Trillium Book Awards Author Reading 2015

Sandy Pool's Radiant Lyre

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Sandy Pool's Radiant Lyre

Tonight at 7pm, finalists for the 2013 Trillium Book Awards will be reading from their nominated works at the Toronto Reference Library (789 Yonge Street). One of the evening’s readers is Sandy Pool, author of the wonderful— albeit terrifying— Undark: An Oratorio, nominated in the category of English-language poetry.

The ostensible subject matter of Undark is the history of radium-dial painters in the United States and Canada during the first half of the twentieth century. In a prefatory note to her collection, Pool explains how Austrian-born Dr. Sabin Von Sochocky invented glow-in-the-dark paint to be used in “watch dials for soldiers and civilians.” In turn, an exclusively-female workforce, known as Radium Women (“between the ages of eleven and forty five”), used fine brushes to mass-produce the watch-dials:

This we know:
dim rooms, bodies

bright as slogans. Fingers pressing
onto, out of. It's simple. We paint

because the money's good. Because
we serve our soldiers any way

we can. We arrive home
after the nightshift, eyes eaten

by intimate details. How we
illuminate everything. . .

Pool’s poetry draws on the competing labor, medical, legal, and commercial histories of radium painting. In doing so, she elegizes those female workers who suffered “necrosis of the jaw, severe anemia, intense arthritic-like pains, and spontaneous bone fractures of the arms and legs”— the effects of ill-conceived work conditions and practices. For example, the women “kept their brush points sharp by ‘pointing’ the tips of the brushes with their lips.” Equally important, Pool’s poetry turns a critical eye on the ugly and violent material underbelly of Modernity’s commitment to the gendered terms of invention and progress. That commitment enabled doctors to dismiss the Radium Women’s ailments as symptoms of syphilis and to pathologize the women as sexual deviants (“They will accuse you / of venereal disease, force words / into mouths, like wounds”); and it's that same commitment that enabled radium painting to continue well into the 1950s.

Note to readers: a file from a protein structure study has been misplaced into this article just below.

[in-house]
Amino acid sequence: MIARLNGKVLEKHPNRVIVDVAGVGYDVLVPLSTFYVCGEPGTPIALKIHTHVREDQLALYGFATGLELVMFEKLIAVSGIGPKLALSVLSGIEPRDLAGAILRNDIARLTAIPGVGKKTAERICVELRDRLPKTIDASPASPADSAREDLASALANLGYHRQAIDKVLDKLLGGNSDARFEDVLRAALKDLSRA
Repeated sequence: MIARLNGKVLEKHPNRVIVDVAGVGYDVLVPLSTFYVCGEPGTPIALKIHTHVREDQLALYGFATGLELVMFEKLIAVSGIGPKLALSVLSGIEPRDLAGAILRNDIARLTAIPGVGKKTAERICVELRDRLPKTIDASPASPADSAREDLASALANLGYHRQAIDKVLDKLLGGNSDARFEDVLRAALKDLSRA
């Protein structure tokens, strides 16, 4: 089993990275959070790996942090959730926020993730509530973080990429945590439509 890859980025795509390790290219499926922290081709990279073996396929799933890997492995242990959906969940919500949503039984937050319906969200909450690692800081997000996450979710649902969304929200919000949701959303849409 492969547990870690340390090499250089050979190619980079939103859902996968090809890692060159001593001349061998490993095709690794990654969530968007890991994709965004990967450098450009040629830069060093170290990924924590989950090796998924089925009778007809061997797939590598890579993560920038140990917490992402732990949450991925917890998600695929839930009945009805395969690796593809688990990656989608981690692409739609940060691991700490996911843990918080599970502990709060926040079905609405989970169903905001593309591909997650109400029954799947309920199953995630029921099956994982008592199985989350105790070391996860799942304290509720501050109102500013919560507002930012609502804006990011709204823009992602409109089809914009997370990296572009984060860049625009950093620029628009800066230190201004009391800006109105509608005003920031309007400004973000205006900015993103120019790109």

But the subject matter of Undark— however compelling (and it is!)— is not nearly as significant as the formal and moral manner in which Sandy Pool treats it. First, Undark is subtitled “an oratorio.” According to the OED, an oratorio refers to “a large-scale, usually narrative musical work for orchestra and voices.” But an oratorio also refers to “a musical effect produced by many voices or noises sounding together.” Pool successfully approximates both senses of the term: she punctuates the linear progress of the story— from the discovery of Radium to court room trials— with moments of lyric excess and ecstasis. The story depends on representation and transparency (i.e., visual), while the lyric breaks depend on the dialectic of noise and silence (i.e., audio). The former exists in time, the latter out of time. Second, by suggesting that Pool takes a moral approach I mean two things: she doesn’t present Undark as literal or symbolic reparation: “nothing ends,” as Pool puts it; and she has composed an elegy that refuses the false promise of “solace”: “I’m sorry. There will be no // settlement. No solace / for your bones.”